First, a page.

IMF urges Ukraine to free up gas prices as government stalls

International Monetary Fund (IMF) logo is seen at the IMF headquarters building during the IMF/World Bank annual meetings in Washington, U.S., October 14, 2017. REUTERS/Yuri Gripas

KIEV (Reuters) - The International Monetary Fund told Reuters on Friday Ukraine should allow the market to determine gas prices as promised under a $17.5 billion loan program, after the government extended a below-market level pricing system for households.

In 2016, Ukraine agreed to adjust gas prices to be in line with external market rates, but the government’s failure to implement the decision means the IMF held back disbursing further loans since it approved a tranche last April.

There is a shrinking window for Ukraine to pass IMF-backed reforms ahead of presidential and parliamentary elections that will take place in 2019 at the latest. The current IMF program also expires in March next year.

The cabinet has now extended the pricing policy for another two months in a formal resolution published on Friday.

The IMF representative to Ukraine, Goesta Ljungman, said in emailed comments that low prices for households amounted to subsidies that were regressive and helped the largest users the most.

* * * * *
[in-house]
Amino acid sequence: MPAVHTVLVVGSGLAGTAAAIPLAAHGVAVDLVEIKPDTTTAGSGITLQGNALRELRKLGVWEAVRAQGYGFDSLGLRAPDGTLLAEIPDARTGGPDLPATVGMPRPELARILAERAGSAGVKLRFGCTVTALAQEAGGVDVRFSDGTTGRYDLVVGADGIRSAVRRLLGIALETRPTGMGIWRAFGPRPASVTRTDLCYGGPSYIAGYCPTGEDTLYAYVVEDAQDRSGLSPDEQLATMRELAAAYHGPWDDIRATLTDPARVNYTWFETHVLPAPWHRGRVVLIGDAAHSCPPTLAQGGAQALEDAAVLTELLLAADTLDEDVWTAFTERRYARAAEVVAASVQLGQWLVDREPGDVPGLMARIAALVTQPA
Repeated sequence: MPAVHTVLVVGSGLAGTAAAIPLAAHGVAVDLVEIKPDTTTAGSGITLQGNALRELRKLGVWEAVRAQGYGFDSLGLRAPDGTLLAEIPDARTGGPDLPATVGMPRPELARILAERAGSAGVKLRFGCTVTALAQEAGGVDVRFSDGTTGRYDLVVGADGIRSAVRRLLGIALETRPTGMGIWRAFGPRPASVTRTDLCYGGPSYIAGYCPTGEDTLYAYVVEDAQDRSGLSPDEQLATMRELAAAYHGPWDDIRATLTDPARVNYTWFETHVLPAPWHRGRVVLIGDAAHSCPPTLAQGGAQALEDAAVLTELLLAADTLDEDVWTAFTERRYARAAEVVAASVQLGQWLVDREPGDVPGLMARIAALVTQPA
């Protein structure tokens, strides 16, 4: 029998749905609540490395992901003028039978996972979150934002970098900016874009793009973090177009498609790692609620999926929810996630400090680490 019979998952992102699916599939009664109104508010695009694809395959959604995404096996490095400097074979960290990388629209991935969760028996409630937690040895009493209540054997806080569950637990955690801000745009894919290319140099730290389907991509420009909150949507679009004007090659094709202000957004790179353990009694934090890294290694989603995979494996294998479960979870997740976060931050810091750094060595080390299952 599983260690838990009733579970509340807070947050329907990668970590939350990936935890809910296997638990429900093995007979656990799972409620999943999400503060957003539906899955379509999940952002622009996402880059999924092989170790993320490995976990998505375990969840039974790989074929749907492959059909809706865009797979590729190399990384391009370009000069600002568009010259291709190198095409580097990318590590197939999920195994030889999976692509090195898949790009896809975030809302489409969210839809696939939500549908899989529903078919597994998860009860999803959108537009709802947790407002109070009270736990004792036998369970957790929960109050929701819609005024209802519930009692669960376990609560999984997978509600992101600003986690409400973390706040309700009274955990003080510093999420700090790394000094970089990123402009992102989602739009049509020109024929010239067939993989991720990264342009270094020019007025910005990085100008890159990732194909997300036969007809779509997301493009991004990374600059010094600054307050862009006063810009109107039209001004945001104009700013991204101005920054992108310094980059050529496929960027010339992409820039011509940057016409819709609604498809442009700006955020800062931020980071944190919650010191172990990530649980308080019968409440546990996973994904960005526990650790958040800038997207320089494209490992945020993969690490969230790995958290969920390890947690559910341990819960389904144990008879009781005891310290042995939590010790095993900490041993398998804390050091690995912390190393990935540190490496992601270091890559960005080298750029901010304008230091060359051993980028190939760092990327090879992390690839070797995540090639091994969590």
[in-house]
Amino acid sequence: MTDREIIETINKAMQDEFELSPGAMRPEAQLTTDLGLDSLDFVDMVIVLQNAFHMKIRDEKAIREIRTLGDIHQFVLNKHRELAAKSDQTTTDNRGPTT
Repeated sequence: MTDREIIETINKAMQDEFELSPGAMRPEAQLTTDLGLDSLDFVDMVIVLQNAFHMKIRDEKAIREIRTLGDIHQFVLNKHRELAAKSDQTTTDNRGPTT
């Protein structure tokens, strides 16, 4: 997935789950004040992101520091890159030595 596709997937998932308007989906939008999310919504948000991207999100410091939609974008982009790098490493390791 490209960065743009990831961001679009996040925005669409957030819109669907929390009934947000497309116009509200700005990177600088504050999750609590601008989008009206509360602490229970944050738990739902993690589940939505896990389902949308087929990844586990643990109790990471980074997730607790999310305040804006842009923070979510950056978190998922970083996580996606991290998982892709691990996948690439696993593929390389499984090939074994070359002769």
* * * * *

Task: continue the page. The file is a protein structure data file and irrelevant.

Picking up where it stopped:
“We believe that it is important to let gas prices - including tariffs for households - be determined by the market, in line with the reforms that were implemented in 2016, and which were one of the major achievements of the reform process in Ukraine in recent years,” he said.

He did not comment on how the government’s decision affected the outlook for the next loan tranche, but the Fund has previously made clear that adjusting gas prices is a key requirement for further funding.

The Ukrainian central bank has repeatedly warned that Ukraine’s economic recovery could be jeopardized if it does not receive further financing under the program.

Ukraine has received $8.4 billion so far from the Fund, helping it recover from a two-year recession following the 2014 annexation of Crimea by Russia and the outbreak of a Russian-backed insurgency in its industrial east.

Editing by Matthias Williams